JOURNAL ARTICLE
MULTICENTER STUDY
RANDOMIZED CONTROLLED TRIAL
RESEARCH SUPPORT, NON-U.S. GOV'T
Add like
Add dislike
Add to saved papers

Efficacy and safety of 6-month nightly ramelteon administration in adults with chronic primary insomnia.

Sleep 2009 March
STUDY OBJECTIVES: Long-duration (> or = 6 months) polysomnographic studies of insomnia medications are lacking. This study evaluated the long-term efficacy of ramelteon, a selective MT1/MT2 melatonin-receptor agonist used for insomnia treatment.

DESIGN: Six-month, randomized, double-blind, placebo-controlled study.

SETTING: Forty-six investigative sites in the United States, Europe, Russia, and Australia.

PARTICIPANTS: Four hundred fifty-one adults (age > or = 18 years) with chronic primary insomnia.

INTERVENTIONS: Ramelteon, 8 mg, or placebo 30 minutes before bedtime nightly for 6 months.

MEASUREMENTS: Sleep was evaluated by polysomnography and morning questionnaires on the first 2 nights of Week 1; the last 2 nights of Months 1, 3, 5, and 6; and Nights 1 and 2 of the placebo run-out. Next-morning residual effects as well as adverse effects and vital signs were recorded at each visit. Rebound insomnia and withdrawal effects were evaluated during placebo run-out.

RESULTS: Over the 6 months of treatment, ramelteon consistently reduced latency to persistent sleep compared with baseline and with placebo; significant decreases were observed at Week 1 and Months 1, 3, 5, and 6 (P < 0.05). Ramelteon significantly reduced subjective sleep latency relative to placebo at Week 1, Month 1, and Month 5 (P < 0.05), with reductions nearing statistical significance at Months 3 and 6 (P < or = 0.08). No significant next-morning residual effects were detected during ramelteon treatment. No withdrawal symptoms or rebound insomnia were detected after ramelteon discontinuation. Most adverse events were mild or moderate in severity.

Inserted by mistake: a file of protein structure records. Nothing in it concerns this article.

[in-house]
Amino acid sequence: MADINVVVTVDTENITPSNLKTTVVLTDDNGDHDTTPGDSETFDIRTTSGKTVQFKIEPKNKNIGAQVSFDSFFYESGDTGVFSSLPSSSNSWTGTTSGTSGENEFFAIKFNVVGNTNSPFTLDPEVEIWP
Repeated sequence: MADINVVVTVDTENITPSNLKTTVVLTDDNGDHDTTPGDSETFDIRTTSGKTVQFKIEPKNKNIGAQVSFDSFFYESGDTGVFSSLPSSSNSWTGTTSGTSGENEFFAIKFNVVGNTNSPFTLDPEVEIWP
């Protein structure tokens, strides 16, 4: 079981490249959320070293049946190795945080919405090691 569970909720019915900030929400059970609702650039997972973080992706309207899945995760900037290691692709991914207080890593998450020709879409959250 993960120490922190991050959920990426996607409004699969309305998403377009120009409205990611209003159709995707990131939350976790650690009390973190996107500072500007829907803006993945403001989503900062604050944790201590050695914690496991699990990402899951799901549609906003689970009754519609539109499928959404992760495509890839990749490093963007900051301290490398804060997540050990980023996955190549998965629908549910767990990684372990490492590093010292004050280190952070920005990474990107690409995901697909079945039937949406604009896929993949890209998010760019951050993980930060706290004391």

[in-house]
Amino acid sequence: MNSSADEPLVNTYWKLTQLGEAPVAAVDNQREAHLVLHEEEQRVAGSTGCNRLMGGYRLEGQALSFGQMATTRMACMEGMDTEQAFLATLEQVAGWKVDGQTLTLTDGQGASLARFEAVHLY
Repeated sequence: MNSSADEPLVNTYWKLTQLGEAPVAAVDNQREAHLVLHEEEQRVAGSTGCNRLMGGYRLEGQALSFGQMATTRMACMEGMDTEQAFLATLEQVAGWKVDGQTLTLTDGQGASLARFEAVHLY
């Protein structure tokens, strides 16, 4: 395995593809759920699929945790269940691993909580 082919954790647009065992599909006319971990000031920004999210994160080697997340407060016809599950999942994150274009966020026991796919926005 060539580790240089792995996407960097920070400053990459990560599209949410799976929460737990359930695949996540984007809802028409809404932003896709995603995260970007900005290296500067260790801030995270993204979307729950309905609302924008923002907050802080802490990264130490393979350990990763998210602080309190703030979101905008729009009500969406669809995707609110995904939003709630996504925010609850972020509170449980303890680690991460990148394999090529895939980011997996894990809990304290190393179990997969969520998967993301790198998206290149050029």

CONCLUSIONS: In adults with chronic insomnia, long-term ramelteon treatment consistently reduced sleep onset, with no next-morning residual effects or rebound insomnia or withdrawal symptoms upon discontinuation.

Full text links

We have located links that may give you full text access.
Can't access the paper?
Try logging in through your university/institutional subscription. For a smoother one-click institutional access experience, please use our mobile app.

For the best experience, use the Read mobile app

Mobile app image

Get seemless 1-tap access through your institution/university

For the best experience, use the Read mobile app

All material on this website is protected by copyright, Copyright © 1994-2024 by WebMD LLC.
This website also contains material copyrighted by 3rd parties.

By using this service, you agree to our terms of use and privacy policy.

Your Privacy Choices Toggle icon

You can now claim free CME credits for this literature searchClaim now

Get seemless 1-tap access through your institution/university

For the best experience, use the Read mobile app